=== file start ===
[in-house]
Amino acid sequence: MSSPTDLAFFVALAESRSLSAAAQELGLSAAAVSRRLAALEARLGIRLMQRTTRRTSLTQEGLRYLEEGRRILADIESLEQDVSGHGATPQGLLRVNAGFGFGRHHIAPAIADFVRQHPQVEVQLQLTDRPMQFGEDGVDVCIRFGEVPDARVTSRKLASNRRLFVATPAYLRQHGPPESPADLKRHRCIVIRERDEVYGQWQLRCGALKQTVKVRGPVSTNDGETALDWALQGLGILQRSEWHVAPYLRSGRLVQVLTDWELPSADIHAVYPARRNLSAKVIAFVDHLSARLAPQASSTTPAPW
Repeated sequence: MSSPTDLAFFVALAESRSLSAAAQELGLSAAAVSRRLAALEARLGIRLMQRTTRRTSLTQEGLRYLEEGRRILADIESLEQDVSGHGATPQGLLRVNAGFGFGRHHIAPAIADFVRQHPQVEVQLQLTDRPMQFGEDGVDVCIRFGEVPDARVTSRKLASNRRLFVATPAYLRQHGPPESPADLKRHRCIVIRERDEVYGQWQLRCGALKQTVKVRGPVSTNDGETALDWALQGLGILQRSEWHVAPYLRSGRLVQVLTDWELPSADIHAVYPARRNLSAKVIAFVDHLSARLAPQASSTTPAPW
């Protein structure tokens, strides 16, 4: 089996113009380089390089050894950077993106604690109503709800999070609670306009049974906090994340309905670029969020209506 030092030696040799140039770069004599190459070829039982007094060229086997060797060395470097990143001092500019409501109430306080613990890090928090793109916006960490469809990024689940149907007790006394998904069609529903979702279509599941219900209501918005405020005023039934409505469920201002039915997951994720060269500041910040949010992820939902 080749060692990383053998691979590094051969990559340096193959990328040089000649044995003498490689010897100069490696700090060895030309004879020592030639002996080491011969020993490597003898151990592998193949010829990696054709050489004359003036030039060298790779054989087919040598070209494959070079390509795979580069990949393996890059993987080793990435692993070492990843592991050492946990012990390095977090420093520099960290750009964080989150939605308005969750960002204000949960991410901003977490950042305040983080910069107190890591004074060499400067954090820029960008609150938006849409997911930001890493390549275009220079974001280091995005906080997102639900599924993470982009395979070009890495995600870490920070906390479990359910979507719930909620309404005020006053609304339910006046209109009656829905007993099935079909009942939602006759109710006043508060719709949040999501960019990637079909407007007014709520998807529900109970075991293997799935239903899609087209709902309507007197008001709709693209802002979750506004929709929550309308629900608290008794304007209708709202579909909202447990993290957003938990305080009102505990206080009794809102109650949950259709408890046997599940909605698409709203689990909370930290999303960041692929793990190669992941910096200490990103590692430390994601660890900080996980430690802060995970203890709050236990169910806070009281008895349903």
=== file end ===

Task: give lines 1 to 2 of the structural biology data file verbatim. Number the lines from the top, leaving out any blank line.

[in-house]
Amino acid sequence: MSSPTDLAFFVALAESRSLSAAAQELGLSAAAVSRRLAALEARLGIRLMQRTTRRTSLTQEGLRYLEEGRRILADIESLEQDVSGHGATPQGLLRVNAGFGFGRHHIAPAIADFVRQHPQVEVQLQLTDRPMQFGEDGVDVCIRFGEVPDARVTSRKLASNRRLFVATPAYLRQHGPPESPADLKRHRCIVIRERDEVYGQWQLRCGALKQTVKVRGPVSTNDGETALDWALQGLGILQRSEWHVAPYLRSGRLVQVLTDWELPSADIHAVYPARRNLSAKVIAFVDHLSARLAPQASSTTPAPW